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Author Topic: Control of a lamp plugged into an APC UPS?  (Read 26223 times)

gil shultz

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Re: Control of a lamp plugged into an APC UPS?
« Reply #30 on: June 13, 2007, 03:40:41 AM »

Control of a lamp plugged into an APC UPS?

The internal filters and transformer typically block the x-10 signal.  Get a small project box, two three wire line cords and two 0.1uf 600V capacitors.    Put the two line cords in the project box.  Connect the green wires together.  Connect one capacitor from white wire to white wire, do the same with the other except connect from black wire to black wire.  Be sure to use good workmanship so there are no shorts.  Then plug one cord into the output of the UPS, the other into the same plug the UPS is plugged into.  In most cases this should bridge the UPS for the X-10 signal.  This does not always work but in some cases it is all you need.

Be careful there are line voltages involved. You do this at your own risk.

Gil Shultz



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Re: Control of a lamp plugged into an APC UPS?
« Reply #31 on: September 11, 2007, 06:41:25 PM »

michrech: I see you have your UPS power failure light solved. (I'm  only quoting the relevant parts.)

I have a normal, 2 pin, lamp module ... that I plug into the back of an APCC UPS ...  I use the "Slim Switch" and a wireless transceiver ...  The lamp has a 12w CF bulb ....  As soon as the power goes out and the UPS switches to battery, the lamp module automatically turns on (I don't know why, but it is perfect for what I need).

Using a CFL lamp with an X10 lamp module [LM465 (?)] is not advised and even cautioned against by the X10 manual.

"The Lamp Module can be used to control an incandescent lamp rated up to
300W. It is not suitable for other types of lamps such as fluorescent or energy
saving lamps
, low voltage lamps, or lamps that include a dimmer control.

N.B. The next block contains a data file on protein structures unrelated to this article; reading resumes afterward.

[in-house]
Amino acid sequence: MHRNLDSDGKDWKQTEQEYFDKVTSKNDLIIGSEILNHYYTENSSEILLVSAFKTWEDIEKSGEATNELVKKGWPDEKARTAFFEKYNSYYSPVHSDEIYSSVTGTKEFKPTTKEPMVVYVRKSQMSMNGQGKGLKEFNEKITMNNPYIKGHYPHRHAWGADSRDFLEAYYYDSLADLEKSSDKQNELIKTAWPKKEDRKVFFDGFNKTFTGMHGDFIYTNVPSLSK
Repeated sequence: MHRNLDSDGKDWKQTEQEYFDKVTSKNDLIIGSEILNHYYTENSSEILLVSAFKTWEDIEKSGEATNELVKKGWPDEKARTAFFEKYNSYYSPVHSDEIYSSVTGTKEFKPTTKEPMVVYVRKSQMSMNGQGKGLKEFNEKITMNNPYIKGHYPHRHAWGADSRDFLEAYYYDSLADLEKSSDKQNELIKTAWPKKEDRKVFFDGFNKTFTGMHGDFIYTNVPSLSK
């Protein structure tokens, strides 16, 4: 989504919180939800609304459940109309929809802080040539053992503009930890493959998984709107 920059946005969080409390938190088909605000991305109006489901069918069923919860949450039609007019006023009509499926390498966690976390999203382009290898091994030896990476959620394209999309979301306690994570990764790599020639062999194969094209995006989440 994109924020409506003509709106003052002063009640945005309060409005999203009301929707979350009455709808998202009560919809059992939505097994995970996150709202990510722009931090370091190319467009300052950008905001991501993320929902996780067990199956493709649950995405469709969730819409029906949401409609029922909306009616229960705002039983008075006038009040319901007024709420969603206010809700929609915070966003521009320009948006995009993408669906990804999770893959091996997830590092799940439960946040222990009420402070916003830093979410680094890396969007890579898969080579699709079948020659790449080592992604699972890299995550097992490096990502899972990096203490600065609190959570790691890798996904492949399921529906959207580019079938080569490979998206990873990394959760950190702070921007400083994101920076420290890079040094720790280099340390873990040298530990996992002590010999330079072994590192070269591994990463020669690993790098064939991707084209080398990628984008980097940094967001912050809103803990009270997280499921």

Caution: Do not connect an appliance such as a coffee pot or heater to a Lamp
Module. It may damage the Module and/or the appliance and could cause a fire
hazard. Use an Appliance Module instead

You might want to be careful if you ever have to change it and end up with a lamp module that (undocumented) has soft start.The CFL lamp may not appreciate it.

Nonetheless, using an appliance (CFL light) with a dimmable lamp module if not recommended; be careful, because if may still provide you with the light you want, but I strongly recommend having an extinguisher handy. ;)

You previously mentioned that you had problems with a transceiver plugged into the output of the UPS, I'm surprised the lamp module is not acting similar.

You also mention using a transceiver and a "Slim Switch"... are these used in conjunction with your UPS powered lamp module? Is so, where is the transceiver plugged into?


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Re: Control of a lamp plugged into an APC UPS?
« Reply #32 on: January 19, 2013, 01:50:04 AM »

All the above suggestions are good but don't quite go far enough. 1) a CFL Bulb plays havoc with x-10 signals and are a major headache but can be worked with. 2) what you will actually need to get around the inherent problems would be actually: 2> 120 vac relay coils. 3> extension cords. 1> UPS any size will work, however, the larger the battery the longer the lighting will last. 1 x-10 module and compatible controller.